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Using Visual Studio 2010 when creating a wcf service the template creates a class file, svc endpoint and an interface file. Why is it that when adding a silverlight-enabled wcf service they don't follow this pattern. As discussed here this seems like a bad idea.

After adding the silverlight-enabled service, should one go back and incorporate the interface as discussed in the referenced article. If so, then would it not be as simple to start with a simple WCF service, bypassing the whole "silverlight-enabled" bits altogether.

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It is my opinion that this is by design to keep the footprint small and simple.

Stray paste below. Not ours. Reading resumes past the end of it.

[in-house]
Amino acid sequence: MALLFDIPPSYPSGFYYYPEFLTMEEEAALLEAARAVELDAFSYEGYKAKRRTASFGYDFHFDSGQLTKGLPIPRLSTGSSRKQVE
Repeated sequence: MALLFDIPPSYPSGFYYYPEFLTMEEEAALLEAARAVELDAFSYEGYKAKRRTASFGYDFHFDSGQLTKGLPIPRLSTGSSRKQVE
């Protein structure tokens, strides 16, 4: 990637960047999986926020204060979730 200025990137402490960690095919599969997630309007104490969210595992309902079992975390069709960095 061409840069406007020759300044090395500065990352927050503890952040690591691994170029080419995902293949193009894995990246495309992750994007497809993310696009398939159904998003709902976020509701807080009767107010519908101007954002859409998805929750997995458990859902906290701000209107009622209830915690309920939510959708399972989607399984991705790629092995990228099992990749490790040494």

Consider the audience for this feature. The are likely to be less familiar with WCF and the specifics required to expose a service to javascript and more interested selecting an item template that will result in getting some data to the client.

You may enable most any service to handle clientScript requests with behavior and binding.

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I figured that the designers of the template assumed that your Silverlight app is going to be the only client for your service, so why bother separating out the interface.

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